T-Series Films, Cape Of Good Films, Emmay Entertainment and Abundantia Entertainment’s Airlift (UA) is based on a true-life episode when an extraordinary Indian, living in Kuwait, worked selflessly to rescue 1,70,000 Indians stranded there following invasion by Iraq in 1990.
Ranjeet Katiyal (Akshay Kumar) is a filthy rich Indian living in Kuwait. He is a ruthless businessman whose company employs thousands of Indians. He lives with his wife, Amrita (Nimrat Kaur), and little daughter (baby Adiba Hussain). He doesn’t have much feeling for India.
Life is hunky dory till one day, suddenly, Iraq’s leader, Saddam Hussain, declares war on Kuwait and sends his armymen to wreak havoc on Kuwait and its nationals. The armymen go on a rampage, killing innocent Kuwaitis. In the process, several Indians are also murdered by them. Among those mercilessly killed is Ranjeet Katiyal’s faithful Indian driver, Nair. Ranjeet decides to escape with his wife and little daughter as also with the widow and child of his driver. But he has a change of heart when he sees helplessness writ large on the faces of his employees. Rather than making an attempt to flee Kuwait, he takes it upon him self to ensure the evacuation of not just his Indian employees and their families but of all the 1,70,000 Indians stranded in Kuwait. While the Kuwaiti government has run away, the Indian government couldn’t care less for its countrymen in Kuwait as it neither has the time nor the inclination to ensure their safety.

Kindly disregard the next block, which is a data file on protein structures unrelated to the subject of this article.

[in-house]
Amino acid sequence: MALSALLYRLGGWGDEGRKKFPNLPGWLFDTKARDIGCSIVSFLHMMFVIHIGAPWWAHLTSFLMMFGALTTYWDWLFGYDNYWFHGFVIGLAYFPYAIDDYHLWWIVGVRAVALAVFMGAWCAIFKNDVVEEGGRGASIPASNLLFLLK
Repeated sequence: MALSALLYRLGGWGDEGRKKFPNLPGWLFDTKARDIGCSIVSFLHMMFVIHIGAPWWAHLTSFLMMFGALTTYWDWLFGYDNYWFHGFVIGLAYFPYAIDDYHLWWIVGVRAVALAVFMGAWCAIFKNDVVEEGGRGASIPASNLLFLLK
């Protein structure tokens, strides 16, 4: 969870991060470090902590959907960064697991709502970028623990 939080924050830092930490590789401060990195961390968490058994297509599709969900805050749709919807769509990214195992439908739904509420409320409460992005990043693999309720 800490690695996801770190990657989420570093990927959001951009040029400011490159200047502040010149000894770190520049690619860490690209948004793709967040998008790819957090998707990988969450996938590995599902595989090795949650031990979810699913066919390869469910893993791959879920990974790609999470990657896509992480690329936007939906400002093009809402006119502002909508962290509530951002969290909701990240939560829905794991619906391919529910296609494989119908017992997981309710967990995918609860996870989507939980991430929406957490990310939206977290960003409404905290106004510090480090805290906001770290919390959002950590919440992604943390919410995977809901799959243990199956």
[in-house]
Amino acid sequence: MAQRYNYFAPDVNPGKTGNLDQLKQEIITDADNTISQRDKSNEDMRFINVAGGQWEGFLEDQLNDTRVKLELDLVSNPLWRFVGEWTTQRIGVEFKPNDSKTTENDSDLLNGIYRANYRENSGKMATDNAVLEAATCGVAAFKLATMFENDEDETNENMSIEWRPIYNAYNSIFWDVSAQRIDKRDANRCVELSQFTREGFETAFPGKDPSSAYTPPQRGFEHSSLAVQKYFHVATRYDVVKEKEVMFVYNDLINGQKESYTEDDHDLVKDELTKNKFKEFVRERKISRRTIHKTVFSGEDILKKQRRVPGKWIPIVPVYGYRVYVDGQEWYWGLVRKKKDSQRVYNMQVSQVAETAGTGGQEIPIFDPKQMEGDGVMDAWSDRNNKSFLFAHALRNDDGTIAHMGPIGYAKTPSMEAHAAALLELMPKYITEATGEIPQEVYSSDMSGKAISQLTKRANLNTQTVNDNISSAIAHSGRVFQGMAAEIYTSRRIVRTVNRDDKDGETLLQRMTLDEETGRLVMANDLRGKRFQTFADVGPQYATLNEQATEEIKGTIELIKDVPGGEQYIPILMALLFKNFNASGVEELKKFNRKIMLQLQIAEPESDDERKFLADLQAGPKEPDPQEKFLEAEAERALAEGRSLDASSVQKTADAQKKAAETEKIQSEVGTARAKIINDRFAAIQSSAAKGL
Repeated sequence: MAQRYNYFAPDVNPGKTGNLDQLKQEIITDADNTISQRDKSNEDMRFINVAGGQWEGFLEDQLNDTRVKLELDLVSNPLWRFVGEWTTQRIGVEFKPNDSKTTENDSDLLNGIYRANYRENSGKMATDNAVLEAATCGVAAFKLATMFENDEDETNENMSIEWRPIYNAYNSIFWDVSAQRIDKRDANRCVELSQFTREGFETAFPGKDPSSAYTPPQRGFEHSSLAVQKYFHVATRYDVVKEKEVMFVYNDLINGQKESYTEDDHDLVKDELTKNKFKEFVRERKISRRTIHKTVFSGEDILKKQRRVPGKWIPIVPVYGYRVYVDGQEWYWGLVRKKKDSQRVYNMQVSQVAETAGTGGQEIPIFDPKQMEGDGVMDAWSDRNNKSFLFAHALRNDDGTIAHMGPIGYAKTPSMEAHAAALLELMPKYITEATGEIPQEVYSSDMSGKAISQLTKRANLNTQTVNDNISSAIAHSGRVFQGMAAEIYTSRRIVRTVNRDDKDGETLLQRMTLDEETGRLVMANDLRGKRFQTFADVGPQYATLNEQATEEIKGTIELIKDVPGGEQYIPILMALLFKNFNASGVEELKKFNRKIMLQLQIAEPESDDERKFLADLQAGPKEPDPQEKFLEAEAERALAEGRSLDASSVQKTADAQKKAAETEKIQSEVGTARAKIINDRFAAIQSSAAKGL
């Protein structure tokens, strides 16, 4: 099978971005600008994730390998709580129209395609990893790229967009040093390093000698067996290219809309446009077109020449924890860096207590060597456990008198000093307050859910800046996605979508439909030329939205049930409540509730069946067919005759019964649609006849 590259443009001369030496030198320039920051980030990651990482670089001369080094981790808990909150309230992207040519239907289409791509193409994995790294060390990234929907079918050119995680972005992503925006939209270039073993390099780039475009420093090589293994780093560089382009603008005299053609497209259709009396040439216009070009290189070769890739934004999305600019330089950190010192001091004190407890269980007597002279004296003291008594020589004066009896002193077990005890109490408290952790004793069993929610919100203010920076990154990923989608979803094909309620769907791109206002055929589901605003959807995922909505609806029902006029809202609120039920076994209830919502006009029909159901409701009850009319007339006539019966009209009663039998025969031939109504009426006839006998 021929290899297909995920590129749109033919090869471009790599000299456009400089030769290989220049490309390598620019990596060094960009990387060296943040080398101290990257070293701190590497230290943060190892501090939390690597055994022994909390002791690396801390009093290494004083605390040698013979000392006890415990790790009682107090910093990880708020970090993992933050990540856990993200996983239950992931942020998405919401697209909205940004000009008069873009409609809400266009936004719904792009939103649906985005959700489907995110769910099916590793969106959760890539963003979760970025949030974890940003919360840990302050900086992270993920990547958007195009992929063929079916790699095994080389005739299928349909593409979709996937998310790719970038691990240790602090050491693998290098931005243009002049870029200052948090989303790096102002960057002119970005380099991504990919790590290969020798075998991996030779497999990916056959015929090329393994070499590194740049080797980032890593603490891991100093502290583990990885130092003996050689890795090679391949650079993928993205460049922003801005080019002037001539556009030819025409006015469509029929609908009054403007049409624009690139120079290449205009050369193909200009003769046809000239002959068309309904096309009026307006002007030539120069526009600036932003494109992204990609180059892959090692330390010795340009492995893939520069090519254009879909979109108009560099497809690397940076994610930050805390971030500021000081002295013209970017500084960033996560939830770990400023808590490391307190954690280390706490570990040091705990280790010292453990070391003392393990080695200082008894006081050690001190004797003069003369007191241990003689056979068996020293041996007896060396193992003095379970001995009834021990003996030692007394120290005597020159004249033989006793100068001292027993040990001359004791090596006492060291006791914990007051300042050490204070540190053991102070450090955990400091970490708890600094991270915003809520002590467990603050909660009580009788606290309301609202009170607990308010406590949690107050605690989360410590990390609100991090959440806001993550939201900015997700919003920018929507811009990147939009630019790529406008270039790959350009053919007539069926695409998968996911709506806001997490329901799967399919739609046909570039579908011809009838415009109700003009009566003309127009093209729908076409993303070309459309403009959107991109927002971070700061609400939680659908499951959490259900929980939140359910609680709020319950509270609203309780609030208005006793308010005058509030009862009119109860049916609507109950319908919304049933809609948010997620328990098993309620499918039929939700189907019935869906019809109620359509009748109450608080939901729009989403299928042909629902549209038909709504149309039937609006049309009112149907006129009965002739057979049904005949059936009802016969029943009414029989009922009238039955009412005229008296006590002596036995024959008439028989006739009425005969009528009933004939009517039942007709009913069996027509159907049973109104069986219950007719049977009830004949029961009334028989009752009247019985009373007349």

Ranjeet first gets all the Indians together in a huge school building in Kuwait and arranges for their food and stay there. The Iraqi major (Inam-ul-haq) in Kuwait issues veiled threats to Ranjeet but is also aware of Saddam Hussain’s diktat to not harm Indians as India had friendly relations with Iraq. Still, the Iraqi soldiers in Kuwait often kill Indians too. Ranjeet tries his level best to get help from India but except for one officer in the external affairs ministry, Sanjeev Kohli (Kumud Mishra), there isn’t anybody else really willing to help. Even Sanjeev Kohli finds himself quite helpless because the external affairs minister (Surendra Pal) doesn’t have the inclination to look into the matter.
Hopes are raised when news comes that Tipu Sultan, a ship from India, would soon be entering Kuwaiti waters and could be used by the stranded Indians to escape on its return journey from Kuwait to India. However, the ship’s journey is cut short before it reaches Kuwait. Anyway, Ranjeet somehow manages to secure the safe passage of 500 persons in a ship sailing from Kuwait, loaded with junk. Of course, this is just the tip of the iceberg – because 500 is indeed a small number in relation to 1,70,000 Indians who are stranded.
Escaping to Jordan is now the only option for the Indians but getting clearance from India for the same is a Herculean task. While Sanjeev Kohli in Delhi is still trying to get permission from Jordan, Ranjeet Katiyal sets out for Jordan with the nearly 1,70,000 Indians as he senses, it would be difficult to survive any longer in Kuwait. Sanjeev Kohli now enlists the support of Air India to press its civilian pilots into service to fly planes to Kuwait and airlift the Indians. At first reluctant, the pilots soon relent. And then begins the biggest rescue operation in world history.